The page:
Dogpatch Writers Collective welcomes guest contributor Cate Perry.
Angela sat on the edge of the hospital bed, letting the news sink in: Her own heart was a ticking time bomb.
Now that I’ve got your attention, allow me to take a step back and tell you Angela’s life story in 100% exposition. She was born on May 7, 1985. She had blonde curly hair that turned brown over time. She never caused her parents any trouble. Now she works as a receptionist for Happy Days Travel Agency. Every day at breakfast, she eats an apple and blah, blah, BLAH!!!
We’ve all heard the bleak news about slush piles. Agent panels at writers’ conferences around North America tell us 95% of their submissions are crap, while 5% are decent enough to read past the first couple pages. And when we hear this, we simultaneously ask ourselves the same, pleading silent question: Would my work merit that 5%?
When I started as an intern for a literary agency five years ago, I got to answer that question for myself. Moreover, I got to see the 95% who got rejected and why.
We’ve all heard how important the hook is. Story needs to begin with narrative or action that draws readers in and puts questions in their minds. Why is he being chased? Will she survive? What happens next? It’s these questions that turn pages. Few people will wade through pages of telling exposition in anticipation of something finally happening.
Many writers choose to begin their stories in the “Ordinary World” (as set forth by Joseph Campbell, in his “Hero’s Journey” model), with no plot point in mind. (If you’re unsure what a plot point is, then I’ll rephrase: With no point in mind.)
Oh sure, we’re introduced to the main character and what he or she does for a living, where he or she lives, etc. But think about it. Frank L. Baum didn’t start Dorothy in Kansas waking up to an alarm clock, looking at herself in the mirror, brushing her teeth, or eating breakfast. Every person Dorothy met – every line she spoke – set her purpose and came back at the end.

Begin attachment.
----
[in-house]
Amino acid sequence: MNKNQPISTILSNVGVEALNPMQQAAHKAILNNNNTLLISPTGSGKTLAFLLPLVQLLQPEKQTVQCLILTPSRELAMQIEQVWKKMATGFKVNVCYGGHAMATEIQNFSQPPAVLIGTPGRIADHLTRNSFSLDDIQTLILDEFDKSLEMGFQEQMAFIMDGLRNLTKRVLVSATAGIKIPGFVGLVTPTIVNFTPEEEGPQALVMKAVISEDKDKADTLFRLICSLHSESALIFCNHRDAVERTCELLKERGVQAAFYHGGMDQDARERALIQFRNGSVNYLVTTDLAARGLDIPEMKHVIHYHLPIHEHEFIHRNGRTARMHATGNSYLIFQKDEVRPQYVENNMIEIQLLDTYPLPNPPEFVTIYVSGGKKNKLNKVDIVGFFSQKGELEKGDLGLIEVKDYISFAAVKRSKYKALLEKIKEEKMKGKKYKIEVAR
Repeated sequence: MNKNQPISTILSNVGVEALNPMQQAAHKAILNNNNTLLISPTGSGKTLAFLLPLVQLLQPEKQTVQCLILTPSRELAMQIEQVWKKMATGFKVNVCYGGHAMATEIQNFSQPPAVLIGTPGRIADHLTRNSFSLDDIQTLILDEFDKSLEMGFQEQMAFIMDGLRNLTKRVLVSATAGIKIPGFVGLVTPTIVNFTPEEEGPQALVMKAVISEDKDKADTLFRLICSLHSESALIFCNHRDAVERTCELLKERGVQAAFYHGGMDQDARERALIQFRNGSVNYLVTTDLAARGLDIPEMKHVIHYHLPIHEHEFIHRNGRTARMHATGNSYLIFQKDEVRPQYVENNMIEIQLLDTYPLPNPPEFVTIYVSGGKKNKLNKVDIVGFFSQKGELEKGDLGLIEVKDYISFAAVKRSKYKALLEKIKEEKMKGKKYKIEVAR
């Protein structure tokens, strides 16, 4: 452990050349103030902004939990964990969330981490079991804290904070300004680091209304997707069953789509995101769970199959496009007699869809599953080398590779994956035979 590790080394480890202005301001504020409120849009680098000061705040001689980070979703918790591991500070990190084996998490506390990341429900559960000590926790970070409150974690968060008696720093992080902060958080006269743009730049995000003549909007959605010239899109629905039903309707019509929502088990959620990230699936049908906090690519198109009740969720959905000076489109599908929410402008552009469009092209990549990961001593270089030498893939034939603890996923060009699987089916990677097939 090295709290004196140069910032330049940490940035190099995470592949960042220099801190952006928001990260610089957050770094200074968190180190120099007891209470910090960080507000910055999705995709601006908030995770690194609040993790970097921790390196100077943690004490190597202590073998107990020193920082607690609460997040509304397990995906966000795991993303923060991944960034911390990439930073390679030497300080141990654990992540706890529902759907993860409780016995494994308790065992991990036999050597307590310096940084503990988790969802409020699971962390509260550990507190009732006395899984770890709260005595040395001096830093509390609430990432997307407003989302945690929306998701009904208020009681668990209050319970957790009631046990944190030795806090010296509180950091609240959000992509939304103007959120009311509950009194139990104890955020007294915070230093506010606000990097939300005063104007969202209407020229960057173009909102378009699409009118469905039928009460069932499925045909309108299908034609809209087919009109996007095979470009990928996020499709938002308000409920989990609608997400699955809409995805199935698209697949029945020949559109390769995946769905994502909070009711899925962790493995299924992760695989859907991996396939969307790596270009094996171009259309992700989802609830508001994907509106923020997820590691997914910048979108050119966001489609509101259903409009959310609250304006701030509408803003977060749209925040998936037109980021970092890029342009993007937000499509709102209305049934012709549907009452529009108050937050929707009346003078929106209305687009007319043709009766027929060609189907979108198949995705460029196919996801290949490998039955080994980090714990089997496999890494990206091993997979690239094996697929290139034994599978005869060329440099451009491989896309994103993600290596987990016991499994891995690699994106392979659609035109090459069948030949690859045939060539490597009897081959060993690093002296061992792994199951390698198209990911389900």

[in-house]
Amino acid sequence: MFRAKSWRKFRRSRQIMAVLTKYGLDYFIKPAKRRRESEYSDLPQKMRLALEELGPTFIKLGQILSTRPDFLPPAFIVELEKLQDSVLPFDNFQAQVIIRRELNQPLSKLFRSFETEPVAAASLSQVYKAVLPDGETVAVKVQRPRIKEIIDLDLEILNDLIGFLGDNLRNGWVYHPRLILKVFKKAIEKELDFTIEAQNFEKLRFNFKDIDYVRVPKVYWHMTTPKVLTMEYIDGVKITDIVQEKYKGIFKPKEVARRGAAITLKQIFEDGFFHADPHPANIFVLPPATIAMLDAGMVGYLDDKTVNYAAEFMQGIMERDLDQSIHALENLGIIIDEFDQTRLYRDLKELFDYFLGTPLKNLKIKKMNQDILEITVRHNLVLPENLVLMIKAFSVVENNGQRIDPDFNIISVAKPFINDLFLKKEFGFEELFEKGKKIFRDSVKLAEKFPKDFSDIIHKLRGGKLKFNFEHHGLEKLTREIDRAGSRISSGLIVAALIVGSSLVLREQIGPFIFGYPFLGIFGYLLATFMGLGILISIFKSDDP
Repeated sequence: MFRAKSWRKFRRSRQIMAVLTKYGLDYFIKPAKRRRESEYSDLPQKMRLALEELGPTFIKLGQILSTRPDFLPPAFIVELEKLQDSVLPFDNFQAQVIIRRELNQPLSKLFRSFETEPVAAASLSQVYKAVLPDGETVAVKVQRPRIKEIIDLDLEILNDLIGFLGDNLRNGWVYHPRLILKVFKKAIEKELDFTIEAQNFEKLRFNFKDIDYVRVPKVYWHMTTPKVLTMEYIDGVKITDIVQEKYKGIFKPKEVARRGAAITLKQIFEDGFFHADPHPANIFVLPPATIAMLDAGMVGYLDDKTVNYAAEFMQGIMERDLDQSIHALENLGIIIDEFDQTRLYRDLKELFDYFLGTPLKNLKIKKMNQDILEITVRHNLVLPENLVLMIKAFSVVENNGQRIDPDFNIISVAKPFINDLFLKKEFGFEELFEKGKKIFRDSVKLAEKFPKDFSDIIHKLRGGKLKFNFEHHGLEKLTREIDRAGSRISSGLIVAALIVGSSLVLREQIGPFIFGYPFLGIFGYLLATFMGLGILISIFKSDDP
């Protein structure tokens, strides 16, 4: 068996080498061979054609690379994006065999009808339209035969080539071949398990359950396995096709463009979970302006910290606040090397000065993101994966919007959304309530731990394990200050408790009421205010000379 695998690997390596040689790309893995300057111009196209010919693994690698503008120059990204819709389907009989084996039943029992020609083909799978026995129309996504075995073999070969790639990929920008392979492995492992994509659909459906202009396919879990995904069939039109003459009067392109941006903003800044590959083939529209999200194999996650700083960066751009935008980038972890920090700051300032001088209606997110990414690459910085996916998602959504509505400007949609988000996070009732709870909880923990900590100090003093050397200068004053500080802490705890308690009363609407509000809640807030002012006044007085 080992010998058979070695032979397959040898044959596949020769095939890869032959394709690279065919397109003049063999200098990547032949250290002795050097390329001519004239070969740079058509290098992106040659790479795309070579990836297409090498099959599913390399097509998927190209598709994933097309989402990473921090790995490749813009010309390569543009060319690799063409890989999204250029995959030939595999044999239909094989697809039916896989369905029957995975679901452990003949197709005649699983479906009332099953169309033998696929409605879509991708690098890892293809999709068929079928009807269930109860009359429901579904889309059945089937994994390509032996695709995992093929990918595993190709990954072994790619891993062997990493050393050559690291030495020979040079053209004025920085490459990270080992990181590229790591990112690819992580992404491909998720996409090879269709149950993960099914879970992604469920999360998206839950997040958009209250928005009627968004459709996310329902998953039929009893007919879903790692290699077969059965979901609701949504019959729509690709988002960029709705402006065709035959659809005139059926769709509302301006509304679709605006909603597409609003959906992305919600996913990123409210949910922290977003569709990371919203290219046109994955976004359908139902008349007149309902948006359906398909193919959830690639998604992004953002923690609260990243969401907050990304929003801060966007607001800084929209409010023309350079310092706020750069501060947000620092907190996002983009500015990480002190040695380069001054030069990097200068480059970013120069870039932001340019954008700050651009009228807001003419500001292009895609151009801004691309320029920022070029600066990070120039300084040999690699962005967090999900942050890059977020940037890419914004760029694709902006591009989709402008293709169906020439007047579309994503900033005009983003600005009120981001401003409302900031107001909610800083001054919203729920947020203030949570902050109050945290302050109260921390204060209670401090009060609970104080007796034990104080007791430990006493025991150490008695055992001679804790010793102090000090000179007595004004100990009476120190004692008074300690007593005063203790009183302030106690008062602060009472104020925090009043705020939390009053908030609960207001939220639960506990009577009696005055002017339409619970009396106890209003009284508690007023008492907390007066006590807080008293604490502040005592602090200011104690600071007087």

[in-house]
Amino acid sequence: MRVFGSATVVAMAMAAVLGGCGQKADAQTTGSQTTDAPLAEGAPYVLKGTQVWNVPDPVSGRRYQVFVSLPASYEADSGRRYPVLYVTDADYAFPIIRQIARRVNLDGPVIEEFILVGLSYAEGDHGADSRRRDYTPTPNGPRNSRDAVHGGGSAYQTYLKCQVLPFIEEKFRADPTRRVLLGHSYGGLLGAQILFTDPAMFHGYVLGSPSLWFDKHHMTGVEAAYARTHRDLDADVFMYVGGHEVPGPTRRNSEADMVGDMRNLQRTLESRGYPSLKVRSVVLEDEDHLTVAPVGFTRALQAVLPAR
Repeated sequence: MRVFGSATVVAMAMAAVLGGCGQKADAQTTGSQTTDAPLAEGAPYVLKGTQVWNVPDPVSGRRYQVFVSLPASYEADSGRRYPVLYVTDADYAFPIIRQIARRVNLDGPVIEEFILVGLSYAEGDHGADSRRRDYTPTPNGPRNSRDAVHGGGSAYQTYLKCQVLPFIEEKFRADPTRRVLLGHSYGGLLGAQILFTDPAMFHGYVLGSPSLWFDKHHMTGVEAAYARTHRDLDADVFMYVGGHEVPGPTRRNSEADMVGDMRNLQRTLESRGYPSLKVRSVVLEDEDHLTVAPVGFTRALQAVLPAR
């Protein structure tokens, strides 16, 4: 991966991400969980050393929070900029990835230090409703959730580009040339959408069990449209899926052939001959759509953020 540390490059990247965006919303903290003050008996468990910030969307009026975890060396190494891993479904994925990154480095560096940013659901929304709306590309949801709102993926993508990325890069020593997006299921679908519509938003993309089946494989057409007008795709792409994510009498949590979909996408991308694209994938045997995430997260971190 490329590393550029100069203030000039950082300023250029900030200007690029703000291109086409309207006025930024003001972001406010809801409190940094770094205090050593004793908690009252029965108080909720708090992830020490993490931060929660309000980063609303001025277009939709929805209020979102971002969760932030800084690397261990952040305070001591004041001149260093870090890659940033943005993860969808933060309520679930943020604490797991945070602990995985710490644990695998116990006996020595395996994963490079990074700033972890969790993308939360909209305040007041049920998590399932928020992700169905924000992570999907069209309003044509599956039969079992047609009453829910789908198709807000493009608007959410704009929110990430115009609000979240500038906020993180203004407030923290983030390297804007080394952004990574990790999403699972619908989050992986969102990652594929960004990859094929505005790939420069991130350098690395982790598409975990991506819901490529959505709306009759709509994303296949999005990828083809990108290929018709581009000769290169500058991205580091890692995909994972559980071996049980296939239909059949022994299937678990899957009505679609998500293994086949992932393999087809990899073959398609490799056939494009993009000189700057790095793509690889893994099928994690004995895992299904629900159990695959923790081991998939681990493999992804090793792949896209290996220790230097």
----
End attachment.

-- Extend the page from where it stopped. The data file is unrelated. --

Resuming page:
Story starts on page one. Sounds obvious, I know. Yet, I’ve told countless people their stories didn’t start until Chapter Two, or Three, or even Eight. (Yes, Eight!) Sometimes we’re too thick in the forest to see where the action really begins. Or we’re too close to our characters and writing to want to make the necessary cuts. Listen to your peers, your critique groups. If people are telling you to cut, then cut! It’s never a total loss. You can always drop information in later, when it’s truly relevant and necessary to reveal it.
2. You could be in the Top 5% if you know your craft.
I began a story with the most intriguing premise in the whole world. Unfortunately, rather than placing me in a story, the writer told me, and the intrigue immediately slipped into boring.
Hopefully you know how to write scene – it’s all in the showing. You place your character(s) somewhere and around the action and dialogue you include the sounds and smells and sights. You include the protagonist’s reactions to the action. What you don’t do is tell. If you’re using the phrase, “Then s/he did this…”, “Then s/he said that…”, chances are, you’re telling.